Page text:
Try updating your bios and the firmware for your HDD. System specs would really help. Specifically, hard drive brand and model, perhaps a link to the manufacturer's website, or even better the exact hard drive listing page. Motherboard and bios version will also be helpful.
I can't imagine that your jumper on your HDD would have anything to do with it, it usually either works under the way you have those set or not. As for the jumpers on your mobo, I have no idea. Someone who knows more about this board and jumper settings could help you. You pulled your hard drive out of a Dell, didn't you? Dell has a way of getting things to not work with out systems...LOL It might be that your motherboard is somehow set to optimize newer or sata drives, and it causes a problem with older IDE drives. I'd give your mobo manufacturer a call tomorrow if you're in a rush, unless someone else can provide a good solution yet tonight.
Same difference. :-P This is why I don't know why we don't have "Earth time" Who cares if it's 14T in the afternoon where I am and 14T in at night where you are? At least we both know it's 14ET. Right? I wish scientists could get their shit together. THEY can study up and use a point of geographical reference. For those of us just trying to communicate across the globe in our daily lives, we need some FRICKIN STANDARDS. :-\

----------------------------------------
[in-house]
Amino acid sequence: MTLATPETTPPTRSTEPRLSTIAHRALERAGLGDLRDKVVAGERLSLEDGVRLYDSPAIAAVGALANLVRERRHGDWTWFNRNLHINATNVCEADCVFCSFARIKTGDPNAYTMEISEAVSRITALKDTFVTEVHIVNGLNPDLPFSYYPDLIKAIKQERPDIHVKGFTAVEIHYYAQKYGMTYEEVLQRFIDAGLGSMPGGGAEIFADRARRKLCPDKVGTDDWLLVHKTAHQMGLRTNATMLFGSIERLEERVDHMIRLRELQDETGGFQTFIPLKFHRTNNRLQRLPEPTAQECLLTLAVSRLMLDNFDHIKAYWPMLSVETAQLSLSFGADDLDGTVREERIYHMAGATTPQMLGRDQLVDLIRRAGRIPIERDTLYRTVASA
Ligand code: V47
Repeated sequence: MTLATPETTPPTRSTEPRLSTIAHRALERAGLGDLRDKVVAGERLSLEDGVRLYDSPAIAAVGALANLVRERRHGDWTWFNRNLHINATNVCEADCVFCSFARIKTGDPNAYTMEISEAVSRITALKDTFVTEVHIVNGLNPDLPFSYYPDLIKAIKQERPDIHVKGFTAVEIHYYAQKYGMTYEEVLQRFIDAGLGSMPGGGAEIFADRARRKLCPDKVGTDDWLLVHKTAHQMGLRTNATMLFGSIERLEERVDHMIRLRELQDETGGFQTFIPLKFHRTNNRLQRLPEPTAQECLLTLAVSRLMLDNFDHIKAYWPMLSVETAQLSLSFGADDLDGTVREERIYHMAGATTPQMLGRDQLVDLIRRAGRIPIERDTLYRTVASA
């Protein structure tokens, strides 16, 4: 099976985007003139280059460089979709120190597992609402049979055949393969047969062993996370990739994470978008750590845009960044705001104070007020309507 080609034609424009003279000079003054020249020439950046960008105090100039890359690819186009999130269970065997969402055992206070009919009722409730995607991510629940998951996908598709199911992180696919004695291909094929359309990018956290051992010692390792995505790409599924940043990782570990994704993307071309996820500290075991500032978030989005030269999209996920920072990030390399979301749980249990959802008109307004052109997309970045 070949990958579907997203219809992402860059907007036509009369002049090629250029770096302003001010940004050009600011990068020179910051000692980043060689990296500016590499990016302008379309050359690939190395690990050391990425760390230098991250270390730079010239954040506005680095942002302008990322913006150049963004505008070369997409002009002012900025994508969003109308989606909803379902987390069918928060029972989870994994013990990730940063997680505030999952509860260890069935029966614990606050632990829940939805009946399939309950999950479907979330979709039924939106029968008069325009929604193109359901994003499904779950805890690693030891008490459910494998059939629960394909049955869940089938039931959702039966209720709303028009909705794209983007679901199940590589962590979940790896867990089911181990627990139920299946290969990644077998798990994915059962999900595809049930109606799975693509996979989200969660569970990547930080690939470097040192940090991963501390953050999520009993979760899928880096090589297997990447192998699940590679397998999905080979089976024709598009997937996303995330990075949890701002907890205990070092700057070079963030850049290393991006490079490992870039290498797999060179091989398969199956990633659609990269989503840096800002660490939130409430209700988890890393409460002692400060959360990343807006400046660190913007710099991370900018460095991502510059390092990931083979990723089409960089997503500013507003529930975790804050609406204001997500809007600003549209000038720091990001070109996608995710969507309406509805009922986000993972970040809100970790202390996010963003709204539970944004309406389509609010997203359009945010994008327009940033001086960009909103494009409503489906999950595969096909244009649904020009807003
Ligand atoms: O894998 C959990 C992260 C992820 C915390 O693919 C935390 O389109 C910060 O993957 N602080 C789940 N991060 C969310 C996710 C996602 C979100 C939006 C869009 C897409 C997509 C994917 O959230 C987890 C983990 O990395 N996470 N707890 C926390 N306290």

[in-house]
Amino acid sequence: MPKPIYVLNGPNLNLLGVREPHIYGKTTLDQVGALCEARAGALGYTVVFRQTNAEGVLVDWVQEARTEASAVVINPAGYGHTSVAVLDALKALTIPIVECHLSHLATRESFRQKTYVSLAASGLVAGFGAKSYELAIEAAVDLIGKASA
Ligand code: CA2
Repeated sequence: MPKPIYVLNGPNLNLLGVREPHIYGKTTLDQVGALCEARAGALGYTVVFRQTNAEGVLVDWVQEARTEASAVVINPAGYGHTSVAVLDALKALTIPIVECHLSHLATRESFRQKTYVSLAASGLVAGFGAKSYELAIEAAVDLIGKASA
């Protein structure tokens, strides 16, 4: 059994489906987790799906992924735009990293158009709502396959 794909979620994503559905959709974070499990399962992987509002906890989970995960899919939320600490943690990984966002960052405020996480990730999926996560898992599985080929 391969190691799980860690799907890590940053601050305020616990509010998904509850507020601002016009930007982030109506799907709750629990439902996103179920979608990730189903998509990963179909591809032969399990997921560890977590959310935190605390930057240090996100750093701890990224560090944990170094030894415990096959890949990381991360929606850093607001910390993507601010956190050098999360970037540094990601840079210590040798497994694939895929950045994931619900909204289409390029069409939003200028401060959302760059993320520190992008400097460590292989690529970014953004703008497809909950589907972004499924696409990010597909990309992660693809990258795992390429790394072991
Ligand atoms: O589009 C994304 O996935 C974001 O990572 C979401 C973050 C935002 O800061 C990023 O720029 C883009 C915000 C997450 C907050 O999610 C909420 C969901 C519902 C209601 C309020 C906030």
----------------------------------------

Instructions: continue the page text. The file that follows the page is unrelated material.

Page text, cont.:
Did you update your bios? It shouldn't make a difference really, as your HDD is older tech it should already be able to read it. What's your drive space once you're in your OS? Maybe the BIOS is just mis-posting what it actually sees. If Windows can see 200+gigs then it should be fine. Remember, Windows steals some hard drive space both for itself and your recycle bin. :-)
If you're using one hard drive you should set it to MASTER. :-P
Another option, check other IDE settings in the bios too. Fiddle with those, just write down their default settings before you do and switch it back if one doesn't help. Try one at a time and be sure to reset anything to default that doesn't make a difference. Reason being is that some things you try might have an effect on performance.
It's the BIOS that now can see the correct size, Windows is not showing the correct size.